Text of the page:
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  1. PSY402Theories of Learning Chapter 5 (Cont.) Punishment

  2. Punishment • Use of an aversive event contingent on the occurrence of an inappropriate behavior. • Used to suppress undesired behavior. • If effective, frequency or intensity (or both) of behavior decreases.

  3. Types of Punishers • Positive punishment – use of a physically or psychologically painful event as a punisher. • Negative punishment – loss of reinforcement as a consequence of an inappropriate behavior. • Also called omission training – reinforcement is provided when an undesirable behavior is withheld.

  4. Types of Negative Punishment • Response cost – an undesirable behavior results in withdrawal of reward or failure to attain reward. • Example: loss of privileges • Time-out – a period of time during which reinforcement is unavailable. • Example: being sent to room after misbehaving.

  5. Does Punishment Work? • Skinner showed that punishment only temporarily suppresses behavior. • More recent studies show that it can permanently suppress behavior under some conditions. • Under other conditions it has no effect or only temporarily works.

  6. Severity of Punishment • Mild punishment doesn’t work. • Example: Drunk drivers do it again. • With mild punishment, any suppression is short-lived. • The more severe the punishment, the longer it works. • Example: sale of cigarettes to minors. • Must be severe to accomplish permanent behavior change.

  7. Consistency of Punishment • Punishment must be consistently administered. • Odds of a drunk driver being caught are 1 in 2000. • Suppression increases as the frequency of punishment increases. • Delinquent boys more likely to have parents who are inconsistent in their discipline.

  8. Delay of Punishment • Punishment must be immediate in order to be effective. • Long delay between arrest and trial for drunk drivers.

  9. Drawbacks to Using Punishment • Pain-induced aggression – pain elicits anger which may motivate aggressive behavior. • An impulsive act energized by emotional arousal, not avoidance. • Modeling of aggression – children may imitate a parent’s aggressive acts through observational learning. • Bandura’s Bobo doll study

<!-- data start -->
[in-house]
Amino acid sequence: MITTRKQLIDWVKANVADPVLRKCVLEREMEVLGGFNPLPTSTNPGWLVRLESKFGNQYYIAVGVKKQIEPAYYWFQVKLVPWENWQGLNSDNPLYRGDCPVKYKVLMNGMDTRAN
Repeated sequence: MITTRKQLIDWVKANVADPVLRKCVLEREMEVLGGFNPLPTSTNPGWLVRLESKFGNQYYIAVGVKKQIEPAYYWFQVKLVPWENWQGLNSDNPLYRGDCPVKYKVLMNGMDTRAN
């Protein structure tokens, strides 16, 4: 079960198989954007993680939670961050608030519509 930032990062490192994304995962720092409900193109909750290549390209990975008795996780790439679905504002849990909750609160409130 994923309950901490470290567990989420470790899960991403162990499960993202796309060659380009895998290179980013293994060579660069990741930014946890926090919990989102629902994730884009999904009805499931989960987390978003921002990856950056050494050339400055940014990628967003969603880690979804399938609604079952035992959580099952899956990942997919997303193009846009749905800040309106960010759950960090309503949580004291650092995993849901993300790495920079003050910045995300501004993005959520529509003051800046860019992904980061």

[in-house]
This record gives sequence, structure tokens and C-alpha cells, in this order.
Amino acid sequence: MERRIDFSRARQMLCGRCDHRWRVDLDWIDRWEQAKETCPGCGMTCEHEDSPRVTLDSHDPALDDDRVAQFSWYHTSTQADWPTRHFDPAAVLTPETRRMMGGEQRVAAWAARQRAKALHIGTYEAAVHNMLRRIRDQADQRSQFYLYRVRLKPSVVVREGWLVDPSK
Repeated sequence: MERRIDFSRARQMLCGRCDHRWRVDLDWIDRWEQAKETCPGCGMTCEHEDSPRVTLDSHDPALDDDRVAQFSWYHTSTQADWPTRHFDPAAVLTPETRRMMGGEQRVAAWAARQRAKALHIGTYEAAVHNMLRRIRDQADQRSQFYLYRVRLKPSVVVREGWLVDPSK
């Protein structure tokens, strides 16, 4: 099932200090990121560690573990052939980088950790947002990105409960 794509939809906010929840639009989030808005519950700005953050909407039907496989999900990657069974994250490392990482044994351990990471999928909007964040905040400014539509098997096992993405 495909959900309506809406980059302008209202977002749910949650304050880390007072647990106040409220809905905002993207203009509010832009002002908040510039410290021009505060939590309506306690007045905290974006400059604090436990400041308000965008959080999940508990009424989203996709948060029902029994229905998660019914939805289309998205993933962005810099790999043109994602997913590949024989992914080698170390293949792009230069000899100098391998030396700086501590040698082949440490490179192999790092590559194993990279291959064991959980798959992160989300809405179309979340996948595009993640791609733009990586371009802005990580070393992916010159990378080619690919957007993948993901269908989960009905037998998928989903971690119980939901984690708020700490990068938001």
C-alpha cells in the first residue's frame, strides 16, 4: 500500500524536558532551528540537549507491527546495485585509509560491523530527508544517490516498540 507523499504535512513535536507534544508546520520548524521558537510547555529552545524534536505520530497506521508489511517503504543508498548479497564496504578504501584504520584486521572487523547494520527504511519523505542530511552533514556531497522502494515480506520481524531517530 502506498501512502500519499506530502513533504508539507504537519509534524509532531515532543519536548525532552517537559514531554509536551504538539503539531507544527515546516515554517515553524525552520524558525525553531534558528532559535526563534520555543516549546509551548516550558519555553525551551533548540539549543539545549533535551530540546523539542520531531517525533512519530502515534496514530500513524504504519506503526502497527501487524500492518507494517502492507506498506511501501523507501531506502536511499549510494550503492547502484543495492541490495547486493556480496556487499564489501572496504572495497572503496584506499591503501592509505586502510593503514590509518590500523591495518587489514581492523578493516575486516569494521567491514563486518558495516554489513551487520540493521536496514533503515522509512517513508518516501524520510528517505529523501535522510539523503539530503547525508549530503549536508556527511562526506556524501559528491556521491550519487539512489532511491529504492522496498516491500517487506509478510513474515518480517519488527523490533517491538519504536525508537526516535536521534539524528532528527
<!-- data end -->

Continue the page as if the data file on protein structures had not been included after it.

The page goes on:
10. Conditioning of Fear • The aversive quality of punishment may condition a fear response to the person administering it. • Person will try to escape the punisher. • Use of reinforcement together with punishment prevents this association. • Children do not learn to fear a behavior therapist who uses electric shock.

  11. More Drawbacks • Suppressive effects may generalize from an undesirable behavior to other desirable behaviors. • Punishment may not generalize to similar undesirable behaviors. • The person may not recognize the contingency between the behavior and the punishment.

  12. Applications of Punishment • Widespread use of punishment (e.g., spanking) probably does not serious harm. • Two applications: • Persistent vomiting decreased. • Tree-climbing behavior suppressed. • Use of such punishment may be preferable to ineffective methods.

  13. Ethical Use of Punishment • Cruel and unusual punishments prohibited by 8th Amendment of US Constitution. • Rights of individual must be safeguarded. • APA Ethical Principles of Psychologists • Least restrictive alternative • Balance punisher pain against pain if the behavior is left untreated.